Here They Lie Review

Ever since I first placed an Oculus DK2 on my head and scared myself silly playing Affected, I’ve been convinced that horror has found its true home in VR.

Honestly, forget about the films and games that always proclaim that they are terrifying or gruelling, they’re nothing compared to what it’s like to feel hopeless and defenceless in a VR environment that could almost be real. When I heard that Here They Lie, a dark psychological horror experience created by Tangentlemen would be a launch title for Sony’s PSVR then, I was ecstatic, but was my excitement misplaced?

As a psychological horror game, many will be happy to hear that Here They Lie doesn’t rely on cheap jump scares to scare the crap out of you – although one or two are thrown in for good measure. Instead, it genuinely attempts to unsettle you with its suffocatingly oppressive atmosphere, abstract surrealism and sublimely disconcerting audio, which for the most part works rather well. The result is that you’re pretty much on edge from start to finish, never able to truly relax, and the few instances where the threat you’re in feels more physical than psychological will likely have you glued to the spot, hesitant to press ahead for fear of what may happen. Despite the torment Here They Lie puts you through though, good pacing means it’s an easy game to get lost in, marrying moments of true fear effectively with those of sheer bewilderment and cautious exploration to keep you engaged throughout its five or so hour running time.


Unfortunately, there is one quite alarming problem: of all the games I’ve played in VR, Here They Lie is undoubtedly the one that has made me the most nauseous. Played in first person, by default, the right stick cuts to a different camera angle with the left stick used to walk forward, backward and strafe. It’s a control method employed by multiple VR titles to reduce sickness, but within minutes of playing I found myself feeling queasy and unduly irritated by the lack of true camera control. With one quick change in the options menu though the controls were changed to that of a standard first person exploration game, and with the right stick now used to freely look around I carried on my merry way. Did it make the game even more nauseating for me? Maybe, but it also made it much more immersive and enjoyable.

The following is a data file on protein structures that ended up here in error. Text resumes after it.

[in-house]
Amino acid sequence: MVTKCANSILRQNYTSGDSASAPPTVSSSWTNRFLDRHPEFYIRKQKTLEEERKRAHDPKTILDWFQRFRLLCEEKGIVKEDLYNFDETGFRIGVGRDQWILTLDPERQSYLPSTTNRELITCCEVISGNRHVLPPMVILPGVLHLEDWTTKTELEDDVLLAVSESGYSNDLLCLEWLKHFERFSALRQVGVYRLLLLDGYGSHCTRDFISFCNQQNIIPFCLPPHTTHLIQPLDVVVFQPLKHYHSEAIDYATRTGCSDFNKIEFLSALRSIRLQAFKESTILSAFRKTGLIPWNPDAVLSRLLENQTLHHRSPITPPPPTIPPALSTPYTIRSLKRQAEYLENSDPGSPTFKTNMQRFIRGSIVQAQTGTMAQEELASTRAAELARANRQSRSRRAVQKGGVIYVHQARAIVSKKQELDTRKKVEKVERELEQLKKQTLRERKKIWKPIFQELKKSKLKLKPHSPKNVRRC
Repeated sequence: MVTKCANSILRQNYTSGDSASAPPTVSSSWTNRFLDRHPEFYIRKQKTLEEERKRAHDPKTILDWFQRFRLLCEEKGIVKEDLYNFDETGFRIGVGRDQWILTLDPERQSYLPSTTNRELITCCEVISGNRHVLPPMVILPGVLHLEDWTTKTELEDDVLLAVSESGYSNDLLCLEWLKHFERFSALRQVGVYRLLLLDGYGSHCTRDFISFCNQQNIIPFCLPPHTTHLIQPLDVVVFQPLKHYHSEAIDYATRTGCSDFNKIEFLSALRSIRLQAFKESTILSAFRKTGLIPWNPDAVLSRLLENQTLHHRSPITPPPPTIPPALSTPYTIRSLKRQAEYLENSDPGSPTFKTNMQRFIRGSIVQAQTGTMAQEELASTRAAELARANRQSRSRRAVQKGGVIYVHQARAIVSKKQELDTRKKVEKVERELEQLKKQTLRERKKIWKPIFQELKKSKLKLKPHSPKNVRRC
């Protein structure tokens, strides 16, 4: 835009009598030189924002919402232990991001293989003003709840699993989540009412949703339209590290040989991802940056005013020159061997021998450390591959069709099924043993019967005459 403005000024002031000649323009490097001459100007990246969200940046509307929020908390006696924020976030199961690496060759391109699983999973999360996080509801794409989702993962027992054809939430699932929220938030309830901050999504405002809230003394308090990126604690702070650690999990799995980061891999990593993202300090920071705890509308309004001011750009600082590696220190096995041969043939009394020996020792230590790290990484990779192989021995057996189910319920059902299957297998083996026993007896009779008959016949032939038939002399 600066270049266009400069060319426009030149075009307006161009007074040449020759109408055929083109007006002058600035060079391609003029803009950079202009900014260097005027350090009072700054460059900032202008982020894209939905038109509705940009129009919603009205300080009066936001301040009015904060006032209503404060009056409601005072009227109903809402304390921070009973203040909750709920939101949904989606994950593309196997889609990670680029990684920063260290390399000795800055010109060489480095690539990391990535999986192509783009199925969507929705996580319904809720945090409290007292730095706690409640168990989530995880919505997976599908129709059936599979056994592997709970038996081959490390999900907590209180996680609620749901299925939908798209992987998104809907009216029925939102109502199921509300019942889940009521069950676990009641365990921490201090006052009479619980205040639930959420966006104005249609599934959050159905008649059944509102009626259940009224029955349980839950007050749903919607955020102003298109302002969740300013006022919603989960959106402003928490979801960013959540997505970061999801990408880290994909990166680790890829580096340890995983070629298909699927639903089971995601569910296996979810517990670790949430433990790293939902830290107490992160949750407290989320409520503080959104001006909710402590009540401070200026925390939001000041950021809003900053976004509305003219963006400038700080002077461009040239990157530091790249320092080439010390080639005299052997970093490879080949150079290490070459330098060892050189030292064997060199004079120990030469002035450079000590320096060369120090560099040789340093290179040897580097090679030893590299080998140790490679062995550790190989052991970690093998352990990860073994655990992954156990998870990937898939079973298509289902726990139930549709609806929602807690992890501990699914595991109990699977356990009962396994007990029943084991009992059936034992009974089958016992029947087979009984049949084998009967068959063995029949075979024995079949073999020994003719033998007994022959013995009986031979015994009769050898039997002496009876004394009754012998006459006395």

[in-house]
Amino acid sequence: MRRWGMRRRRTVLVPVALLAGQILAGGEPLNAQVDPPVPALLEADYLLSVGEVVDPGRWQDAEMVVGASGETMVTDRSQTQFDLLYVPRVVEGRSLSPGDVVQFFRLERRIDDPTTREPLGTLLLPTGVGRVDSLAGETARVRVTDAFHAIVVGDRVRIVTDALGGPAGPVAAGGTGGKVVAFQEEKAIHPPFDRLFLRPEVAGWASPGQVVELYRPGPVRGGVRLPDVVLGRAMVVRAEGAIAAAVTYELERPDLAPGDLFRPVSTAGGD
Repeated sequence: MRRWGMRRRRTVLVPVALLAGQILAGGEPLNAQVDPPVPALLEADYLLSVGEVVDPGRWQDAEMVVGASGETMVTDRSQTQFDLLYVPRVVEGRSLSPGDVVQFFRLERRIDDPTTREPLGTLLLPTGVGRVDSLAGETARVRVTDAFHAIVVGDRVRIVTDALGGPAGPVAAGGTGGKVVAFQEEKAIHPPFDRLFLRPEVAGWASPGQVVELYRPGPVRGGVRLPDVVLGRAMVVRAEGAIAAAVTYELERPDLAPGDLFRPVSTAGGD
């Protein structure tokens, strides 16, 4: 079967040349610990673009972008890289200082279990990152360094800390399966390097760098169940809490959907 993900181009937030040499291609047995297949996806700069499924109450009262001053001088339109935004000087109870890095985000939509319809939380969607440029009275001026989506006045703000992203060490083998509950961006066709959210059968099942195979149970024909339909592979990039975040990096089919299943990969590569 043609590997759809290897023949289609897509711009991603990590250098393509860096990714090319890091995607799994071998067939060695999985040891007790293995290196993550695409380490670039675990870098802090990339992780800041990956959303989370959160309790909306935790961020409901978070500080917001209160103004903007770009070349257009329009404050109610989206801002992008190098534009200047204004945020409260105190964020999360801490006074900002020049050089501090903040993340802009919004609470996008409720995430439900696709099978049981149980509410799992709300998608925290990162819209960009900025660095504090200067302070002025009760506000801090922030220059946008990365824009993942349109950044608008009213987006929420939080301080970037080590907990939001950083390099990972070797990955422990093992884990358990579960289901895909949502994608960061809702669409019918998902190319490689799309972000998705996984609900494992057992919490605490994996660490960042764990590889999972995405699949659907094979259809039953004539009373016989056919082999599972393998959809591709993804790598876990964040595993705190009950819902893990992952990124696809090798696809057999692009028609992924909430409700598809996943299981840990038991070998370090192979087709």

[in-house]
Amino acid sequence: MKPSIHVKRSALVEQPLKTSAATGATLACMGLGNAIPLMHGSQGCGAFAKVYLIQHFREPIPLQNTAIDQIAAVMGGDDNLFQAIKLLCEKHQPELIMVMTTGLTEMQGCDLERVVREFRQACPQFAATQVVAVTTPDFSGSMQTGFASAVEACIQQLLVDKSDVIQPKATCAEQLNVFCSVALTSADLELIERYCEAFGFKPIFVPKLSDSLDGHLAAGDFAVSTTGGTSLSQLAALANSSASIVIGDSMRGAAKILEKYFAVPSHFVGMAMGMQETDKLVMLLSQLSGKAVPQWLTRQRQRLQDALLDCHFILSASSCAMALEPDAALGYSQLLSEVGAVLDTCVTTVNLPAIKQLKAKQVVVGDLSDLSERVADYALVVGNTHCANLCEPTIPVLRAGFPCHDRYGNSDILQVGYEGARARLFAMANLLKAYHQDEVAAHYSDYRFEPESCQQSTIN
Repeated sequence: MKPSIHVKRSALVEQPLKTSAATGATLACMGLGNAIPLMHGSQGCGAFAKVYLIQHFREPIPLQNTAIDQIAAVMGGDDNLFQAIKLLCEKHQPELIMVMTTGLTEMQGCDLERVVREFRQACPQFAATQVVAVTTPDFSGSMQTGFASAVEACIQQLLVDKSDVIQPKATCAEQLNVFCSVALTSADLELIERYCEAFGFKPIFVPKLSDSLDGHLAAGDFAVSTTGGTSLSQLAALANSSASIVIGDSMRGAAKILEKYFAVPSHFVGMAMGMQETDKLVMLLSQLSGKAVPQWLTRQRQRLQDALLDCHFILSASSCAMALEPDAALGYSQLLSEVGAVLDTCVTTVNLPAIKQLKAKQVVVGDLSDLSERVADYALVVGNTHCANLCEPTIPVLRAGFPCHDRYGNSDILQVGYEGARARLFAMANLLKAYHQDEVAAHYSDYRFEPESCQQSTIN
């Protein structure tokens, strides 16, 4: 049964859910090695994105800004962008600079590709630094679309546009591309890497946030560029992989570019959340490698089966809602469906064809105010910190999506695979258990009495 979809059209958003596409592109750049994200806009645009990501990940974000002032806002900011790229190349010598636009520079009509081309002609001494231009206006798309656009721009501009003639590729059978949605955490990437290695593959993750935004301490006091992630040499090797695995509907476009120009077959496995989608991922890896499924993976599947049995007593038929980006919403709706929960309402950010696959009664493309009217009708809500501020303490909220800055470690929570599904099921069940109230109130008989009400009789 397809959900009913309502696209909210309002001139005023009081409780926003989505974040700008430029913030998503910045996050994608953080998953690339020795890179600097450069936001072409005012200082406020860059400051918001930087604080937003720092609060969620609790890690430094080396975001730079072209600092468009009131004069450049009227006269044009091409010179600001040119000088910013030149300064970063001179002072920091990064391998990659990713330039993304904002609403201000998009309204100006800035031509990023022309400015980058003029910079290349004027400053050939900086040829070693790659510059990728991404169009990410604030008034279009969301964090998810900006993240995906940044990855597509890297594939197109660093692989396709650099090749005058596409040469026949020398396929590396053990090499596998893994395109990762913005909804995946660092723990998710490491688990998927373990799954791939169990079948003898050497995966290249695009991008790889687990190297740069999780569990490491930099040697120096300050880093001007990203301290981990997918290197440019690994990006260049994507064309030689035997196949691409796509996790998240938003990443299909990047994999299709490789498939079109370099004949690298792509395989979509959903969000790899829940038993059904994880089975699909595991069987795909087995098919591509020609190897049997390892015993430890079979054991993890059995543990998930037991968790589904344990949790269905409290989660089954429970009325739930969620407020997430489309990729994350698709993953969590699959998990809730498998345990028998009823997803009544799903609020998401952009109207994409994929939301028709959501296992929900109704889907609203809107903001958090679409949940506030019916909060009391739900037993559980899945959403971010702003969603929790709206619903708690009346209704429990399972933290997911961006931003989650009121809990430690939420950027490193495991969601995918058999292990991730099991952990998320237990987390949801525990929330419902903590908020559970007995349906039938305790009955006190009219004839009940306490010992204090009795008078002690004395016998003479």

On the topic of immersion; whilst Here They Lie does a great job of drawing you into its hostile and rather strange world, its visuals sometimes undermine the hard work put in to do so. The general blurriness that pervades the screen often has the effect of betraying the feeling of presence, an issue that’s at its worst when you’re exploring bleak inner city environments.  When you’re witnessing some of the game’s obscure and almost dream-like sequences featuring grand structures and other oddities however, the visuals can be truly impressive and display an amazing sense of scale. Truth be told though, if you’re like me, there’ll be large sections of the game where you won’t be taking too much of the scenery in – you’ll instead be running for your life or transfixed by an enemy’s movements, trying to work out when is the best time to try and sneak by.

With no combat options or notable game mechanics to speak of, Here They Lie is very simple gameplay wise. You walk, run, collect batteries for your torch, and interact with a limited number of objects and individuals with the simple press of a button to forward your progression, and that’s about it. Basically, it’s a walking simulator that wants to give you a heart attack. It’s also rather linear, with the only reward for going off the beaten path when you have the opportunity to do so being a collectible, such as a mysterious note or photograph. Those who find themselves particularly fond of the game may play through multiple times to find all of the collectibles, or at least a second time to view both of the game’s endings; but for most, once will be enough. It doesn’t help that there’s no chapter select feature to enable you replay selected parts of the game either.

I’ll be honest; by the time Here They Lie’s credits rolled, I still didn’t really have a firm grasp of what it was all about. Maybe it was trying to say that the human race as a whole is a bunch of animals, or perhaps it was just about a man’s redemption from his past transgressions. Hell, it could possibly even be both. All I know is that it kept me on the edge of my seat from start to finish. It’s by no means perfect – its tendency to make you feel sick, the regularly underwhelming visuals and what many will perceive as overly simple gameplay puts a stop to any such notion – but it is a compelling and often horrifying experience nonetheless. If you’ve got a strong constitution and a taste for the weird then it may be wise to check Here They Lie out. There’s certainly nothing else quite like it amongst the PSVR launch line-up.

Here They Lie is available on PlayStation 4.